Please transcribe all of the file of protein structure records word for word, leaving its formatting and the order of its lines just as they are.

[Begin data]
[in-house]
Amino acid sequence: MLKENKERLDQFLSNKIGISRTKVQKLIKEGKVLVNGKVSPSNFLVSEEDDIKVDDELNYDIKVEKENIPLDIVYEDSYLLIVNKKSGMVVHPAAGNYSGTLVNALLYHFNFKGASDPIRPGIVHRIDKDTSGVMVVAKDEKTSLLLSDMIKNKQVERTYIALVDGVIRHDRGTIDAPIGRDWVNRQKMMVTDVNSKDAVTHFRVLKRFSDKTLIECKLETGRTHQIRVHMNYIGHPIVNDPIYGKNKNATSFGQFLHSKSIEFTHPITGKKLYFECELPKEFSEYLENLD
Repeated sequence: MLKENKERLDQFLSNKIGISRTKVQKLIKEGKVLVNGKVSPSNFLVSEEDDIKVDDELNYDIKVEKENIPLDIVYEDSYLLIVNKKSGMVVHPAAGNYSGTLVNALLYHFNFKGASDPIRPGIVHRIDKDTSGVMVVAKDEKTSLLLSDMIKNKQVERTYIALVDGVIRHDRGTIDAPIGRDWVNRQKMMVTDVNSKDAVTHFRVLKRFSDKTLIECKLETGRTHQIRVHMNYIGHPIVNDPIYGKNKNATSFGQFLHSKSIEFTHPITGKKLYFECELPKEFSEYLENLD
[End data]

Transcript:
[in-house]
Amino acid sequence: MLKENKERLDQFLSNKIGISRTKVQKLIKEGKVLVNGKVSPSNFLVSEEDDIKVDDELNYDIKVEKENIPLDIVYEDSYLLIVNKKSGMVVHPAAGNYSGTLVNALLYHFNFKGASDPIRPGIVHRIDKDTSGVMVVAKDEKTSLLLSDMIKNKQVERTYIALVDGVIRHDRGTIDAPIGRDWVNRQKMMVTDVNSKDAVTHFRVLKRFSDKTLIECKLETGRTHQIRVHMNYIGHPIVNDPIYGKNKNATSFGQFLHSKSIEFTHPITGKKLYFECELPKEFSEYLENLD
Repeated sequence: MLKENKERLDQFLSNKIGISRTKVQKLIKEGKVLVNGKVSPSNFLVSEEDDIKVDDELNYDIKVEKENIPLDIVYEDSYLLIVNKKSGMVVHPAAGNYSGTLVNALLYHFNFKGASDPIRPGIVHRIDKDTSGVMVVAKDEKTSLLLSDMIKNKQVERTYIALVDGVIRHDRGTIDAPIGRDWVNRQKMMVTDVNSKDAVTHFRVLKRFSDKTLIECKLETGRTHQIRVHMNYIGHPIVNDPIYGKNKNATSFGQFLHSKSIEFTHPITGKKLYFECELPKEFSEYLENLD